Home Year 2013 The Counselor (2013)

The Counselor (2013)

Fassbender appreciated Bardem's fashion sense, but knew he'd never be able to pull it off himself.
Fassbender appreciated Bardem’s fashion sense, but knew he’d never be able to pull it off himself.

Twitter Plot Summary: Cormac McCarthy throws some words at the page and hopes it forms a coherent script. It doesn’t.

Genre: Crime/Drama/Thriller

Director: Ridley Scott

Key Cast: Michael Fassbender, Penelope Cruz, Cameron Diaz, Javier Bardem, Brad Pitt, Bruno Ganz, Rosie Perez, Dean Norris, John Leguizamo, Natalie Dormer, Goran Visnjic

Five Point Summary:

1. Dirty pillow talk…
2. The deal goes bad. Nice way of doing it too.
3. Something interesting is going on, at last.
4. Whoop, it’s John Leguizamo and Dean Norris. For a bit.
5. Sorry, but that was the ending? Srsly?

Disappointed. That’s how I felt after walking out of my cinema viewing of The Counsellor. I also thought it was a shame, as so many big names are wasted in a story that doesn’t go anywhere and with a script that is awash with clunky dialogue. It’s the worst use of cinematic talent since Uwe Boll got his hands on a camera and started making movies.

In brief, Michael Fassbender is the titular Counsellor, a legal equivalent of the man with no name, as he gets involved in a drug deal that goes wrong. After an incredibly long build-up stuff starts to happen and Fassbender and his associates are forced to go on the run. In typical McCarthy style we don’t see absolutely everything that would normally be seen in a thriller, instead it’s left up to us, the audience, to piece it all together.

There’s a lot to complain about as far as the script is concerned. Characters move from A to B with no real sense of purpose, the narrative is jumbled/confusing/weird, and the film ends without any real sense of resolution. Cormac McCarthy may be an excellent novelist, but his scriptwriting currently leaves a lot to be desired. Dialogue like this would work on the page, but it doesn’t when it comes to having actors actually speaking it. It all has an air of a pseudo-philosophical ramble about it, content with being metaphysical simply because it can. Being obtuse with your dialogue is one thing, but it’s usually only limited to certain scenes or certain characters. Here? Everybody talks in riddles. It’s exhausting trying to decode what they’ve just said and keep up with the plot.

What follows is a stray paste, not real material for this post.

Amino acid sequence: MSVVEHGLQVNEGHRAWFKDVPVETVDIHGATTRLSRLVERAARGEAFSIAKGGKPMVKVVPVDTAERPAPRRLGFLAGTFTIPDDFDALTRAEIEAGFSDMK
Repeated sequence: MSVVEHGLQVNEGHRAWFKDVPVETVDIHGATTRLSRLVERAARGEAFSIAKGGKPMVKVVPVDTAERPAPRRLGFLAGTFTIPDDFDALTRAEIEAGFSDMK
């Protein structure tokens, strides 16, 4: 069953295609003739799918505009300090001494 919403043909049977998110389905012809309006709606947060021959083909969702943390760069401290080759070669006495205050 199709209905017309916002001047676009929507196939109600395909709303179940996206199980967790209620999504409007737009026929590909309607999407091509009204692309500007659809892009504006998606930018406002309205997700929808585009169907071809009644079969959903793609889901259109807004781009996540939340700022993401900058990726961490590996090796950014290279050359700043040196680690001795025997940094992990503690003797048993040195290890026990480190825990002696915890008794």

Guess what's going to happen next. Go on, guess!
Guess what’s going to happen next. Go on, guess!

There are also scenes included apparently for the sake of shocking and surprising the audience. I am speaking of course about Cameron Diaz having sex with a car. Why that scene exists, or why we even had to see it, is not immediately obvious other than the aforementioned desire to shock and surprise. Then there’s the horribly stilted opening scene where Fassbender and Cruz share pillow talk in an almost excruciatingly painful manner. I’ve no doubt that people do talk like that when it comes to pillow talk, but for a couple of big name actors reciting it as if they were performing Shakespeare, it’s cringeworthy to say the least. Blatant symbolism is littered throughout the film (do you like cheetahs? Then you’ll love this), and there’s a glut of small cameos that are welcome but leave you wondering what the point was, in particular as most of the cameo characters have a single scene and then they’re out the door. Kudos though to John Leguizamo and Dean Norris – best scene in the film by a long distance.

The big name stars do their best with what they’re given, but it’s a losing battle. Similarly, Ridley Scott’s direction is flawless but hamstrung by the script. If he’d had opportunity to adapt Blood Meridian like he wanted, then we’d have a far better film. By the time something interesting takes place I’d almost given up hope. There are some decent, albeit minor action sequences towards the second half of the film, typical of the type of action sequence you’ll find in most other films adapted from McCarthy’s novels. When the story finally engages you, it’s too late. Much like the device described by Javier Bardem’s Reiner, the script has already thrown an unbreakable loop of metal wire over your neck, hooked it up to a mechanical device and slowly tightened it until the arteries in your neck burst. Given a choice between a wire-loop related death and watching the Counsellor again, I know which I would go for.

Favourite scene: The biker courier is attacked.

Quote: “I believe truth has no temperature.”

Silly Moment: Cameron Diaz has sex with a car.

Score: 2/5

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